Aristotype

From Online Dictionary of Crystallography

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== Definition ==
== Definition ==
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An arisotype is a high-symmetry structure type that can be viewed as an idealized version of a lower symmetry structure.  It was introduced by Helen Megaw in relation to perovskites which it is where it is still mostly used, the cubic perovskite structure (which is adopted at most half a dozen compounds) is regarded as the aristotype for the vast array of other lower-symmetry perovskites.
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An aristotype is a high-symmetry structure type that can be viewed as an idealized version of a lower-symmetry structure.  It was introduced by Helen Megaw in relation to perovskites, where it is still mostly used. The cubic perovskite structure (which is adopted at most by half a dozen compounds) is regarded as the aristotype for the vast array of other lower-symmetry perovskites.
Originally, an aristotype is a printing-out process using paper coated with silver chloride in gelatin; now, any such process using silver salts in either collodion or gelatin; also, a print so made.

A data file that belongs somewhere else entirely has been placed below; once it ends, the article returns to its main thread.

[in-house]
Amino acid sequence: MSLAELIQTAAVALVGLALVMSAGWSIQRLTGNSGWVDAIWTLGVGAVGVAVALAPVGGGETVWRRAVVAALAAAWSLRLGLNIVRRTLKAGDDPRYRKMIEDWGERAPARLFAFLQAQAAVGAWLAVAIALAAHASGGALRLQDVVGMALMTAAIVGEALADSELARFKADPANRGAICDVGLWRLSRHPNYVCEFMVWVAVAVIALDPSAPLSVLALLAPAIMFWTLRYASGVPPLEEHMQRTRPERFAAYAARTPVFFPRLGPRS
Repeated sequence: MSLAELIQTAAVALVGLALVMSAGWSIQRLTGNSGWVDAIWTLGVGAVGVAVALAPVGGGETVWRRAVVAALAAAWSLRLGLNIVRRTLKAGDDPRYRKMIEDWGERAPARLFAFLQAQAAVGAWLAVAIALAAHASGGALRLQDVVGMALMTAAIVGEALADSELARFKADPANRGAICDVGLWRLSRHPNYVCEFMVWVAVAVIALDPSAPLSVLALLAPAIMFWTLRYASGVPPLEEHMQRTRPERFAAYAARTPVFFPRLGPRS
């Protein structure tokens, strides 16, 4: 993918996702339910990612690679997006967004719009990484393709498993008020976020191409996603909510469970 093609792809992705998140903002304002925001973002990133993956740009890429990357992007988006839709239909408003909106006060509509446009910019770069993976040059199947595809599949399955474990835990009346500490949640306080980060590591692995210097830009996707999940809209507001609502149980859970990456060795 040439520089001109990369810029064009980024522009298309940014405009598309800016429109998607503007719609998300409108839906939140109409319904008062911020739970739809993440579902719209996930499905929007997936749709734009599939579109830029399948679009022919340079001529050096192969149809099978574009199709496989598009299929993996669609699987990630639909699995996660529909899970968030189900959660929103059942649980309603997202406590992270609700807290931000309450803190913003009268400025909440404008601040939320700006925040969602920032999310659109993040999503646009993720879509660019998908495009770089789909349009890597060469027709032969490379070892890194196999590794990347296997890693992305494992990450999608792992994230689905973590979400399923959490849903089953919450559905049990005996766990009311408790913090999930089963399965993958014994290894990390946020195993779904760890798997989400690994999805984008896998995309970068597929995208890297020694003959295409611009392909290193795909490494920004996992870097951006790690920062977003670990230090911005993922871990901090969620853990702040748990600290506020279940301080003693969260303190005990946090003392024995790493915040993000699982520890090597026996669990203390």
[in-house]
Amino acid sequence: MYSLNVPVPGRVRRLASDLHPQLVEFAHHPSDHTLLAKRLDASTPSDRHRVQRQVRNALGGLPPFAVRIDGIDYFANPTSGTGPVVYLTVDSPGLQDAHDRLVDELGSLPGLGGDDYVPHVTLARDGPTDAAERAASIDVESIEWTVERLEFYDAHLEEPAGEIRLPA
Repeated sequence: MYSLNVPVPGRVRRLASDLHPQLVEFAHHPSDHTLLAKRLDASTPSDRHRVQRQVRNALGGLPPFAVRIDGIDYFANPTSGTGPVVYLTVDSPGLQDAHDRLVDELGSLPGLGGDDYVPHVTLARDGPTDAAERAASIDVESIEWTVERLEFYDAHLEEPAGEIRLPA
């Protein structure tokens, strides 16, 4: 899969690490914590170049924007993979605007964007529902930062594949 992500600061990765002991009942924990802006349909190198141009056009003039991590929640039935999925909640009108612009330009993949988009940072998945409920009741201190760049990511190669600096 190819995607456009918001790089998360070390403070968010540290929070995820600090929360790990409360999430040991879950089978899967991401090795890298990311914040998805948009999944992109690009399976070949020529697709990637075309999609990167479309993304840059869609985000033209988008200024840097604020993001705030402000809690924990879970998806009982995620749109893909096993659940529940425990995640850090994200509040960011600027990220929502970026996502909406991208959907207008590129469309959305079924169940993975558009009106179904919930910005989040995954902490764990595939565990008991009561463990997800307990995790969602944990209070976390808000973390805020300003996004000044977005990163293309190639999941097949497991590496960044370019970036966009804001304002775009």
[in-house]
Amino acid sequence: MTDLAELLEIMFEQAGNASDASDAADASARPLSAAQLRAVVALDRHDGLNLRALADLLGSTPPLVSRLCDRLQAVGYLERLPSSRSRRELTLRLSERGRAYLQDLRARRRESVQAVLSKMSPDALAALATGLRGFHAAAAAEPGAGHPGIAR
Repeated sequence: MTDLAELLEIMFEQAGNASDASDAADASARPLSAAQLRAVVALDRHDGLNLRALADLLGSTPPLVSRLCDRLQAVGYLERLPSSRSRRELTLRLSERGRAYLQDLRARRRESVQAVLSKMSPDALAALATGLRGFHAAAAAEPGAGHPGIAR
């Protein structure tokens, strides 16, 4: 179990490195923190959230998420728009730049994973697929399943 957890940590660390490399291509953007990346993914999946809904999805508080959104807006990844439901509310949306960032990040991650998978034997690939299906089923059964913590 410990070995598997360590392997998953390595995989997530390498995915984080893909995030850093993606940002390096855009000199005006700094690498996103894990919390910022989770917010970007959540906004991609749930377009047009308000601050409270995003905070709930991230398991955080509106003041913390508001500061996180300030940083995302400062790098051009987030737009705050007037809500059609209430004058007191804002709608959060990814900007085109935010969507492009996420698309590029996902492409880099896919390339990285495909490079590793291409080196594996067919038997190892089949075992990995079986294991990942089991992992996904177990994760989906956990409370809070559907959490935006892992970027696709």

Originally, an aristotype is a printing-out process using paper coated with silver chloride in gelatin; now, any such process using silver salts in either collodion or gelatin; also, a print so made.
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== R eferences ==
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== References ==
Megaw H. (1973). ''Crystal Structures'', London: W.B. Saunders,  p. 216, 282
Megaw H. (1973). ''Crystal Structures'', London: W.B. Saunders,  p. 216, 282

Revision as of 08:35, 25 May 2007

Aristotype (Fr). Aristotipo (It).


Definition

An aristotype is a high-symmetry structure type that can be viewed as an idealized version of a lower-symmetry structure. It was introduced by Helen Megaw in relation to perovskites, where it is still mostly used. The cubic perovskite structure (which is adopted at most by half a dozen compounds) is regarded as the aristotype for the vast array of other lower-symmetry perovskites.

Originally, an aristotype is a printing-out process using paper coated with silver chloride in gelatin; now, any such process using silver salts in either collodion or gelatin; also, a print so made.

References

Megaw H. (1973). Crystal Structures, London: W.B. Saunders, p. 216, 282